Original Articles

Use of Indigenous Stone Play in Child Psychological Assessment

Published in: Journal of Psychology in Africa
Volume 21, issue 4, 2011 , pages: 623–626
DOI: 10.1080/14330237.2011.10820510
Author(s): Nerine Daphné OdendaalUniversity of the Western Cape, South Africa, Mokgadi MoletsaneUniversity of the Western Cape, South Africa

Abstract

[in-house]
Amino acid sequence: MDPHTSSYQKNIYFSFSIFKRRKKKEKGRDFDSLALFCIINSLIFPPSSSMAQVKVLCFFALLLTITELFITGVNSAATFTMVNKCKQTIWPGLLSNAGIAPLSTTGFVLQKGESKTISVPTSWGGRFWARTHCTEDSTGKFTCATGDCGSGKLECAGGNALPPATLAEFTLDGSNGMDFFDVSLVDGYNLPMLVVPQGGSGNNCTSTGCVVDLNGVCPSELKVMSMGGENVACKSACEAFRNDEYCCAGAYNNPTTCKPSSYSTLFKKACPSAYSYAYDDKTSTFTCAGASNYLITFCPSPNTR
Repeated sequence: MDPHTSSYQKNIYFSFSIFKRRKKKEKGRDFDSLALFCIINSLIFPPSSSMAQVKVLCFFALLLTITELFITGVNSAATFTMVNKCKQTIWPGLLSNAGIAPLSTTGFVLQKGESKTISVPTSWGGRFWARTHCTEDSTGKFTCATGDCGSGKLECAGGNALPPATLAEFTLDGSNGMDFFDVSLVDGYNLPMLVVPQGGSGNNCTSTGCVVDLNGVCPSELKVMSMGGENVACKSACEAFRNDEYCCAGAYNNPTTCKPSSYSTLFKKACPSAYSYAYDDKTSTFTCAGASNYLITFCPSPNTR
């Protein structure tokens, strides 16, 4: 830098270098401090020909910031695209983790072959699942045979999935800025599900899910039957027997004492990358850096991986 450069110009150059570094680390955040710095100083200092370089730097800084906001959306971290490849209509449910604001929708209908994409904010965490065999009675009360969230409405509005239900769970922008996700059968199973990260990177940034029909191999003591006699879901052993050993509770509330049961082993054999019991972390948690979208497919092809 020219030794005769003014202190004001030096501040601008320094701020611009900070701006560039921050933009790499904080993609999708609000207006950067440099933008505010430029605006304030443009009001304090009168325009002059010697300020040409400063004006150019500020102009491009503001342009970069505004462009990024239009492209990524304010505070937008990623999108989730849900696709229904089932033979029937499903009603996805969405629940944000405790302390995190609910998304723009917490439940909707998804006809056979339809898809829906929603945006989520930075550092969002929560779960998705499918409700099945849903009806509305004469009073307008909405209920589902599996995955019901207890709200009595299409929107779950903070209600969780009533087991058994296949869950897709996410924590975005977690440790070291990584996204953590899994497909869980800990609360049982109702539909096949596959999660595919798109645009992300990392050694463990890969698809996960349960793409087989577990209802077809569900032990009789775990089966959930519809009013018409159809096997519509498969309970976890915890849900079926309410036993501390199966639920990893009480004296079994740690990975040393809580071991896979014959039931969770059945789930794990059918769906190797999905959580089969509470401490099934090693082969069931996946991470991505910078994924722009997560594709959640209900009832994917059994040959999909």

The purpose of the study was to investigate an indigenous stone play called Masekitlana, as a projection technique in child psychological assessment. A qualitative research approach, guided by an interpretivist epistemology, was applied. An intrinsic case study design was employed with a purposively selected female Sesotho child that is 7 years of age as participant. Data collection methods consisted of interviews, Masekitlana play sessions, a reflective journal and observations. Findings suggest that the participant in her play projected several issues important to her psychosocial wellbeing: food and nutrition, conflict among community adults and peers, effects of poor infrastructure, belief system and resilience. The interview with the participant's mother validated the substantive findings from stone play thematic analysis. Masekitlana appears a useful technique in child psychological assessment in an indigenous setting.

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